Sunday, May 12, 2013

There's a bridge that spans the Río Guadalquivir in Cordoba that they believe was built in the first or second century AD. Roman though repaired since. It's over 250 metres long and flanked on one side by the Torre de la Cahahorra, a medieval and fairly imposing tower that reportedly gives a fine panoramic view of the city. But I didn't fancy any more stairs.

On approaching the bridge, I heard a rowdy, insistent but tiny yowling coming from a fenced off dilapidated enclosure containing not very much from the looks of it. A car park and some hedgy stuff. And all of a sudden, a tiny very tiny kitten emerges from the hedgy stuff, demanding attention. It's way away in the enclosure so I peer over at it helplessly. A stocky couple waddle up to the bridge approach. "Awwwww" cries the woman. Australian. "Awwww!" "I wish I could take it home," I offer uselessly, "but I doubt I'd get it through customs". The woman looks at me, suddenly serious. "You can't rescue everything in the world, you know."

Then the bridge. It must be the Cordobian (?) equivalent of Las Ramblas for at 9:30 at night as the sun sinks over the city, it's jostling with life. Couples walking babies in pushchairs. Fathers with their miniature quarter of their age copies of themselves in hand in their matching Sunday best shirts. Girls peeled into luridly patterned close-fitting garments and vertiginous heels. (These, the Spanish ladies.) Tourist ladies with overly pink flesh, those whoever thought it was a good idea to turn them into a tourist garment three quarter length grey or brown pocketed 'combat' pants and flat, practical, often rubbery, shoes. Tourist men, hundreds of pounds of photographic equipment slung round their not yet read the instruction manual necks. Two teenage girls playing identical cellos. Two teenage boys, one on the seat and one on the handlebars of a bicycle careering through the seethe of people. A little lady in a wheelchair with two similarly aged friends in here's one I brought earlier fabric seats alongside the shrine to some unspecified saint bearing an aluminium halo that catches the dying sun. A saxophonist with pre-recorded backing music at a respectable distance from the cellists.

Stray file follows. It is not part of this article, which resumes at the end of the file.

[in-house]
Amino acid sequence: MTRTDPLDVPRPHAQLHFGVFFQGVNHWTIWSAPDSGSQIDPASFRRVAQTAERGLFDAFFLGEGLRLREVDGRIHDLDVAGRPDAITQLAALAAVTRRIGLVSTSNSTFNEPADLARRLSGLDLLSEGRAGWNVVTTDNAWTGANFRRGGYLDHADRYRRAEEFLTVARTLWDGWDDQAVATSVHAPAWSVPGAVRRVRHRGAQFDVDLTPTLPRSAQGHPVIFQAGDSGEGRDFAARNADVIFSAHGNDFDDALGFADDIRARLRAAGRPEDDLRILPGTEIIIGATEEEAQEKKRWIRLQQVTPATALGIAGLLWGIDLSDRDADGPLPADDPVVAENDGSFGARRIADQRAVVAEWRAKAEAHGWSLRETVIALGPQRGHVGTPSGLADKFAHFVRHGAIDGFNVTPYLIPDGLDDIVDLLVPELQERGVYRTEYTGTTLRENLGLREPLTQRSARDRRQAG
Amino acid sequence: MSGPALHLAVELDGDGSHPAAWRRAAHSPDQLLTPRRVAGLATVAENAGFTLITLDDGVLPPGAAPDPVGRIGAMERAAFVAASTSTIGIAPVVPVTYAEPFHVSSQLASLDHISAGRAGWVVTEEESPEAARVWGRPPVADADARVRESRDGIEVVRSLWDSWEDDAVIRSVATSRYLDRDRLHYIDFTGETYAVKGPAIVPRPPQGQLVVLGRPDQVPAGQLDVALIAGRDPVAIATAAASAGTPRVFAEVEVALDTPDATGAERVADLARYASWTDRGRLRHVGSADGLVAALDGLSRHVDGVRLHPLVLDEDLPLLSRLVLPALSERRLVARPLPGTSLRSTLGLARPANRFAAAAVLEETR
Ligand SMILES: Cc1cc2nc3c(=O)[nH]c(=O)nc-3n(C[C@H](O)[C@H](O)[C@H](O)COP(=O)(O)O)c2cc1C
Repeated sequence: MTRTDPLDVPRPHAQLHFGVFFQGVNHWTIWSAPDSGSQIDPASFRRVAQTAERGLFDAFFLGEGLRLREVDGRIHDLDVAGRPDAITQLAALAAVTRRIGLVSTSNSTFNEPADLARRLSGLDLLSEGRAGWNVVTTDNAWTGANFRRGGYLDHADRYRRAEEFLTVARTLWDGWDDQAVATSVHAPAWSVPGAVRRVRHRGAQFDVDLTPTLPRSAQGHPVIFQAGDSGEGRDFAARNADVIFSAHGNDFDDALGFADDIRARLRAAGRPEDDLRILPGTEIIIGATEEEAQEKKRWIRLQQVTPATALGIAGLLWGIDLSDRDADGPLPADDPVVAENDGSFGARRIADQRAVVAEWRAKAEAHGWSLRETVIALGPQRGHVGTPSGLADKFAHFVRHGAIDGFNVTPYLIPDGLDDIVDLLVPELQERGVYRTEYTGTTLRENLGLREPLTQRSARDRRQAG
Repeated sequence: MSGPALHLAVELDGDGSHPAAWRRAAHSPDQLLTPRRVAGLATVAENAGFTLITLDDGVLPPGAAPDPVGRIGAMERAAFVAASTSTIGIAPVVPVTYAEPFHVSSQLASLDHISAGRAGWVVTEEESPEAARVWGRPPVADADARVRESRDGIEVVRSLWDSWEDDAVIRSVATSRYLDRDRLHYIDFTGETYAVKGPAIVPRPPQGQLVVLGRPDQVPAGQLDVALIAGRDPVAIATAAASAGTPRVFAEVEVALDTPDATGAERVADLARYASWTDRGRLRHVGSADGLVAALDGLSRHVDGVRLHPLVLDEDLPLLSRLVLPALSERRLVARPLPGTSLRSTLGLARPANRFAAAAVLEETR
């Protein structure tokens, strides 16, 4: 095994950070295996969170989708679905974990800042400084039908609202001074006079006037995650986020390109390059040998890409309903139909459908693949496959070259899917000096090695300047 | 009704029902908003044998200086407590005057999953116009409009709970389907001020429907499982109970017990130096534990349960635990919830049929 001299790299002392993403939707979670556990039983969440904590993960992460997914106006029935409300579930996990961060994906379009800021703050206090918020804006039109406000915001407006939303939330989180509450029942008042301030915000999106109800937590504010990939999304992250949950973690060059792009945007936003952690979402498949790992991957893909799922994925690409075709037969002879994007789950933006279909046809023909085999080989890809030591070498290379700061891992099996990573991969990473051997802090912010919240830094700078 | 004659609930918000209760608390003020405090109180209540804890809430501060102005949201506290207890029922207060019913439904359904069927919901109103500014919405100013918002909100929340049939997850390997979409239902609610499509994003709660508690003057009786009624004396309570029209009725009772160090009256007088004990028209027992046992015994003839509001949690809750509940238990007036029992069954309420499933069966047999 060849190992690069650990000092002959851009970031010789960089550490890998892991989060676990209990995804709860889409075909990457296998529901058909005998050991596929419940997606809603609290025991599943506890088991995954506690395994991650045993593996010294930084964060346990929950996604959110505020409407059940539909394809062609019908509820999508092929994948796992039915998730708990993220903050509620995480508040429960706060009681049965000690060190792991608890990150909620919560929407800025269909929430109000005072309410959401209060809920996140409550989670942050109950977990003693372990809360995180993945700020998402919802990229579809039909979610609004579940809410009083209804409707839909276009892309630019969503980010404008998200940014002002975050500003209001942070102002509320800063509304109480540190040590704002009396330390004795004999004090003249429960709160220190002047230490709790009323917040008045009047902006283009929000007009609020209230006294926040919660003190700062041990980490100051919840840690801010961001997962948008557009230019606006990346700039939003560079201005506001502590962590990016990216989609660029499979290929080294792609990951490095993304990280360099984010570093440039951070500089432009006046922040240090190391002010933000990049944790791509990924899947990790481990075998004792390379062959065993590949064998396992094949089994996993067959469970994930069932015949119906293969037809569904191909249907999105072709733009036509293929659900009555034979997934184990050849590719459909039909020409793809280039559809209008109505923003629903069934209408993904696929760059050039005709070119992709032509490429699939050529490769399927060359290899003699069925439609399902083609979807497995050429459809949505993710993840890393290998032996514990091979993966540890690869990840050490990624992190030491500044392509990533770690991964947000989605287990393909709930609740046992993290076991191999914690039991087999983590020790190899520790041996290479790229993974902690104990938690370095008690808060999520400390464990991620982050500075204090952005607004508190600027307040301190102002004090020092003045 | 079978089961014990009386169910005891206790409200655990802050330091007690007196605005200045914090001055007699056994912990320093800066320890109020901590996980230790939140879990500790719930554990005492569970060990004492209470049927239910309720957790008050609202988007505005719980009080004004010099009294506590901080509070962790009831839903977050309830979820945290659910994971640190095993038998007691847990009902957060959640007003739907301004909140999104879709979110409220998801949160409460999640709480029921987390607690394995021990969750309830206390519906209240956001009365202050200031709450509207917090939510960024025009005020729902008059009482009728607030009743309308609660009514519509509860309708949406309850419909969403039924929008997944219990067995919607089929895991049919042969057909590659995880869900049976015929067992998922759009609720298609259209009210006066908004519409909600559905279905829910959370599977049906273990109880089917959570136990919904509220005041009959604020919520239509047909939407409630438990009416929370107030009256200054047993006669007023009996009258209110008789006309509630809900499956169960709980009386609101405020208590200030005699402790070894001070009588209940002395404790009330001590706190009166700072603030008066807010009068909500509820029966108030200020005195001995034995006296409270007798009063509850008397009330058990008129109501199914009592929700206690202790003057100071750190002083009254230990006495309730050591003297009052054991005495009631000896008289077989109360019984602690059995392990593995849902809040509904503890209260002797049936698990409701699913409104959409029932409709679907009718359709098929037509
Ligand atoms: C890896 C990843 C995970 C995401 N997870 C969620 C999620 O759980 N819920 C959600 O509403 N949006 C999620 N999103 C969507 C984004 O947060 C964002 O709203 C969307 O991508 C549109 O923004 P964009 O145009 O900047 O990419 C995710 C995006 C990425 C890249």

And this is Spain, land of civilisation in which the climate smiles on people spending time together after dusk in somewhere that isn't a pub and somewhere where children are smiled upon as much as pint-wielding adults.

Opposite the medieval tower, you'll find the Puerta del Puente (Door of the Bridge!), a pretend-old archway that admits you back into the city. There's a spindly girl, maybe twenty years old, old enough to have recorded a CD anyway, wearing a what I imagine a broderie anglaise white dress would look like - if I was certain about what broderie anglaise actually is - and little white sandals and playing a well-used violin.

She plays something I've never heard, something I have heard that sounds like a tea party and something I should be able to identify. The sun sinks gently over the assorted collection of architecture and people cluster and clap with that happy lack of reserve displayed by all but the British. And a tiny child, this one maybe seven or eight, approaches in a meringue of a white dress, hem skimming the ground, presumably freshly first communioned and listens with delight to the double her age violinist in white. Under the archway of the Puerta del Puente in Cordoba.


Blogger imw said...

All it needed for perfection was a clarinet.

11:10 am  
Blogger imw said...

All it needed for perfection was a clarinet.

11:11 am  

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